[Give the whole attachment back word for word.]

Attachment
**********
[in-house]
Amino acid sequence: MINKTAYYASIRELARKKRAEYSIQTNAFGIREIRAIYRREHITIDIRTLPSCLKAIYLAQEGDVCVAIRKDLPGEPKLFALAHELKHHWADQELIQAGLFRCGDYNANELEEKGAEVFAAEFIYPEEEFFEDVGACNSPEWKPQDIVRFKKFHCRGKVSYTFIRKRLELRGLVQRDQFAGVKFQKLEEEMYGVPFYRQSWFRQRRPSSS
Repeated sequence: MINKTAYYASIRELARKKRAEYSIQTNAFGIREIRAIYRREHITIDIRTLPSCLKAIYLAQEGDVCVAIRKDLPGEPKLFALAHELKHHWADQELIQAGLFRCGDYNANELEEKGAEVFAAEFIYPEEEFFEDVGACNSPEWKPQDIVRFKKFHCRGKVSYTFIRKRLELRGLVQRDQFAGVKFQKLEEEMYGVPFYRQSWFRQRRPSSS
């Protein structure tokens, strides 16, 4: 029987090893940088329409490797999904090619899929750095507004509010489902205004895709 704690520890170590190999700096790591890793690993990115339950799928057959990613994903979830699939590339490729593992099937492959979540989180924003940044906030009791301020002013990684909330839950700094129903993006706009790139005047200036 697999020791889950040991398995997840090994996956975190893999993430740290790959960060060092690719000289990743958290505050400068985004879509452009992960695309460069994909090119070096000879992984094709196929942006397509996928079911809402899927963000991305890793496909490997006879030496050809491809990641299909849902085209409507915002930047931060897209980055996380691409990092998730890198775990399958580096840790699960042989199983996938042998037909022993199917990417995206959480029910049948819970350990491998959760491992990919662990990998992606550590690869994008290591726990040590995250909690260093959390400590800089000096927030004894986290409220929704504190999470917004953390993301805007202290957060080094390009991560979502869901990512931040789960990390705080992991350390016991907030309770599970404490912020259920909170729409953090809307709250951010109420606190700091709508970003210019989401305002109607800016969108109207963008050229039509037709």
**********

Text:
[in-house]
Amino acid sequence: MINKTAYYASIRELARKKRAEYSIQTNAFGIREIRAIYRREHITIDIRTLPSCLKAIYLAQEGDVCVAIRKDLPGEPKLFALAHELKHHWADQELIQAGLFRCGDYNANELEEKGAEVFAAEFIYPEEEFFEDVGACNSPEWKPQDIVRFKKFHCRGKVSYTFIRKRLELRGLVQRDQFAGVKFQKLEEEMYGVPFYRQSWFRQRRPSSS
Repeated sequence: MINKTAYYASIRELARKKRAEYSIQTNAFGIREIRAIYRREHITIDIRTLPSCLKAIYLAQEGDVCVAIRKDLPGEPKLFALAHELKHHWADQELIQAGLFRCGDYNANELEEKGAEVFAAEFIYPEEEFFEDVGACNSPEWKPQDIVRFKKFHCRGKVSYTFIRKRLELRGLVQRDQFAGVKFQKLEEEMYGVPFYRQSWFRQRRPSSS
């Protein structure tokens, strides 16, 4: 029987090893940088329409490797999904090619899929750095507004509010489902205004895709 704690520890170590190999700096790591890793690993990115339950799928057959990613994903979830699939590339490729593992099937492959979540989180924003940044906030009791301020002013990684909330839950700094129903993006706009790139005047200036 697999020791889950040991398995997840090994996956975190893999993430740290790959960060060092690719000289990743958290505050400068985004879509452009992960695309460069994909090119070096000879992984094709196929942006397509996928079911809402899927963000991305890793496909490997006879030496050809491809990641299909849902085209409507915002930047931060897209980055996380691409990092998730890198775990399958580096840790699960042989199983996938042998037909022993199917990417995206959480029910049948819970350990491998959760491992990919662990990998992606550590690869994008290591726990040590995250909690260093959390400590800089000096927030004894986290409220929704504190999470917004953390993301805007202290957060080094390009991560979502869901990512931040789960990390705080992991350390016991907030309770599970404490912020259920909170729409953090809307709250951010109420606190700091709508970003210019989401305002109607800016969108109207963008050229039509037709």